• 25. Go ToSection: 1 2 3 4 Chapter 6, Section 2
    • 26. Political Participation and Awareness in America Go To Section: 1 2 3 4 Chapter 6, Section 2
    • 27. Political Participation and Awareness in America Go To Section: 1 2 3 4 Chapter 6, Section 2
    • 28. Want to connect to the Magruder’s link for this section? Click Here! Go To Section: 1 2 3 4 Chapter 6, Section 2
    • 29. Section 2 ReviewWant to connect to the Magruder’s link for this section? Click Here! Go To Section: 1 2 3 4 Chapter 6, Section 2
    • 30. Section 2 Review1. The three universal requirements States use for a person to be eligible to vote are (a) residence, gender, and income. (b) citizenship, property ownership, and gender. (c) citizenship, residence, and age. (d) income, employment, and age.Want to connect to the Magruder’s link for this section? Click Here! Go To Section: 1 2 3 4 Chapter 6, Section 2
    • 31. Section 2 Review1. The three universal requirements States use for a person to be eligible to vote are (a) residence, gender, and income. (b) citizenship, property ownership, and gender. (c) citizenship, residence, and age. (d) income, employment, and age.2. The 24th Amendment forbids the use of (a) poll taxes. (b) alcohol. (c) literacy tests as a means of voter qualification. (d) the death penalty.Want to connect to the Magruder’s link for this section? Click Here! Go To Section: 1 2 3 4 Chapter 6, Section 2
    • 32. Go ToSection: 1 2 3 4 Chapter 6, Section 4
    • 33. SECTION 4Voter Behavior Go To Section: 1 2 3 4 Chapter 6, Section 4
    • 34. SECTION 4 Voter Behavior• What is the nonvoting problem and what is its scope? Go To Section: 1 2 3 4 Chapter 6, Section 4
    • 35. SECTION 4 Voter Behavior• What is the nonvoting problem and what is its scope?• Why do people not vote? Go To Section: 1 2 3 4 Chapter 6, Section 4
    • 36. SECTION 4 Voter Behavior• What is the nonvoting problem and what is its scope?• Why do people not vote?• How can we compare the voting behavior of voters and nonvoters? Go To Section: 1 2 3 4 Chapter 6, Section 4
    • 37. SECTION 4 Voter Behavior• What is the nonvoting problem and what is its scope?• Why do people not vote?• How can we compare the voting behavior of voters and nonvoters?• What are the sociological and psychological factors that affect voting? Go To Section: 1 2 3 4 Chapter 6, Section 4
    • 38. Go ToSection: 1 2 3 4 Chapter 6, Section 4
    • 39. Nonvoters Go ToSection: 1 2 3 4 Chapter 6, Section 4
    • 40. Nonvoters• Millions of Americans do not vote when elections are held. Go To Section: 1 2 3 4 Chapter 6, Section 4
    • 41. Nonvoters• Millions of Americans do not vote when elections are held.• Only 50.1 percent of eligible voters cast ballots in the 2000 presidential election, and only 46.3 percent of the electorate voted for the members of the House of Representatives. Go To Section: 1 2 3 4 Chapter 6, Section 4
    • 42. Nonvoters• Millions of Americans do not vote when elections are held.• Only 50.1 percent of eligible voters cast ballots in the 2000 presidential election, and only 46.3 percent of the electorate voted for the members of the House of Representatives.• Voter turnout significantly decreases in off-year elections, congressional elections held in years when there is no presidential election. Go To Section: 1 2 3 4 Chapter 6, Section 4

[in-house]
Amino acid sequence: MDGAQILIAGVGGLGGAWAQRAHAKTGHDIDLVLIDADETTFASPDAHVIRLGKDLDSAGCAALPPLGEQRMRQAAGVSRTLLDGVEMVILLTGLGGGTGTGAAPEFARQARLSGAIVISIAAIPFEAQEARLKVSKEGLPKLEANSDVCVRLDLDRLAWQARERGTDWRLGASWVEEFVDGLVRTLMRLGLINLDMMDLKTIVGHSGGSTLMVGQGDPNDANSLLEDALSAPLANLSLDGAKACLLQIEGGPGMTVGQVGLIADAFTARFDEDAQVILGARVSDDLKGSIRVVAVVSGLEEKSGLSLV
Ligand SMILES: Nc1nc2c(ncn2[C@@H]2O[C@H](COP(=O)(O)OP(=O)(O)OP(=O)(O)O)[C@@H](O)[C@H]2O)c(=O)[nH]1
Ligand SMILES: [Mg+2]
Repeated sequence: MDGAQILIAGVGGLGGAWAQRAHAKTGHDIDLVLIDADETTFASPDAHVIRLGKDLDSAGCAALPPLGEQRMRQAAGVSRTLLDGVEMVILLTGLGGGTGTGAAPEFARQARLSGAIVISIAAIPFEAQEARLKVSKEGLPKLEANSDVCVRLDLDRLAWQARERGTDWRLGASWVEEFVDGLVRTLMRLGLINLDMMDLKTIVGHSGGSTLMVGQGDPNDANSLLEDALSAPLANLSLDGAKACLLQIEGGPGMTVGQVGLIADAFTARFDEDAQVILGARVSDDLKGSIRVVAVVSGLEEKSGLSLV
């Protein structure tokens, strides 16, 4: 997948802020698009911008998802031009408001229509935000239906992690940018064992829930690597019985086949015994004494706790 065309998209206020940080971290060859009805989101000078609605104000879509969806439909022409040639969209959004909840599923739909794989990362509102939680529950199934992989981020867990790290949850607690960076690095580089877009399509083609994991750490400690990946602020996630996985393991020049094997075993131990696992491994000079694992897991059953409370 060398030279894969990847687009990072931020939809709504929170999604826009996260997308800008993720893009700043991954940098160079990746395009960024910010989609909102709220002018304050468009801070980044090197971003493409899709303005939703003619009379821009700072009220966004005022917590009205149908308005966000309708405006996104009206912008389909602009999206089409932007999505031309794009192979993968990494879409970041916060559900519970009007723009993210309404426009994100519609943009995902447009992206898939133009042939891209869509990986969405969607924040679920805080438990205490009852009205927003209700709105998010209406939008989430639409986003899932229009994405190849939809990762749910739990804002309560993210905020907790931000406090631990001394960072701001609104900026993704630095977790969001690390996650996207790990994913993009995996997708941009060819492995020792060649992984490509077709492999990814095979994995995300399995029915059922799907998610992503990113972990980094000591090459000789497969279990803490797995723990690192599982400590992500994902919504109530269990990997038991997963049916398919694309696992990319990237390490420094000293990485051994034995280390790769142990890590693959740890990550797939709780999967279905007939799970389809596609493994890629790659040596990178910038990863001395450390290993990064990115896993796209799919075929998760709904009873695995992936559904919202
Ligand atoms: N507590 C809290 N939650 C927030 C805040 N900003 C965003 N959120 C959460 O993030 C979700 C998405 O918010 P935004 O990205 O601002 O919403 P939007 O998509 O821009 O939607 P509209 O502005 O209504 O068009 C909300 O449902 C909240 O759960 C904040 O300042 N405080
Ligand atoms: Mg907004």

• 43. Go ToSection: 1 2 3 4 Chapter 6, Section 4
    • 44. Why People Do Not Vote Go ToSection: 1 2 3 4 Chapter 6, Section 4
    • 45. Why People Do Not Vote• Some people cannot vote for various reasons, such as physical or mental illness, unexpected travel, and resident alien citizenship status. Go To Section: 1 2 3 4 Chapter 6, Section 4
    • 46. Why People Do Not Vote• Some people cannot vote for various reasons, such as physical or mental illness, unexpected travel, and resident alien citizenship status.• However, most nonvoters do not vote because Go To Section: 1 2 3 4 Chapter 6, Section 4
    • 47. Why People Do Not Vote• Some people cannot vote for various reasons, such as physical or mental illness, unexpected travel, and resident alien citizenship status.• However, most nonvoters do not vote because • voting is in some way inconvenient, Go To Section: 1 2 3 4 Chapter 6, Section 4
    • 48. Why People Do Not Vote• Some people cannot vote for various reasons, such as physical or mental illness, unexpected travel, and resident alien citizenship status.• However, most nonvoters do not vote because • voting is in some way inconvenient, • they do not believe that their vote will make a difference, or Go To Section: 1 2 3 4 Chapter 6, Section 4
    • 49. Why People Do Not Vote• Some people cannot vote for various reasons, such as physical or mental illness, unexpected travel, and resident alien citizenship status.• However, most nonvoters do not vote because • voting is in some way inconvenient, • they do not believe that their vote will make a difference, or • they distrust politics and political candidates. Go To Section: 1 2 3 4 Chapter 6, Section 4
    • 50. Go ToSection: 1 2 3 4 Chapter 6, Section 4
    • 51. Sociological Factors Go ToSection: 1 2 3 4 Chapter 6, Section 4
    • 52. Sociological FactorsVoter preferences can’t be predicted by just one sociological factor. Voter opinion is acombination of all of these factors and more. Go To Section: 1 2 3 4 Chapter 6, Section 4
    • 53. Sociological FactorsVoter preferences can’t be predicted by just one sociological factor. Voter opinion is acombination of all of these factors and more. Go To Section: 1 2 3 4 Chapter 6, Section 4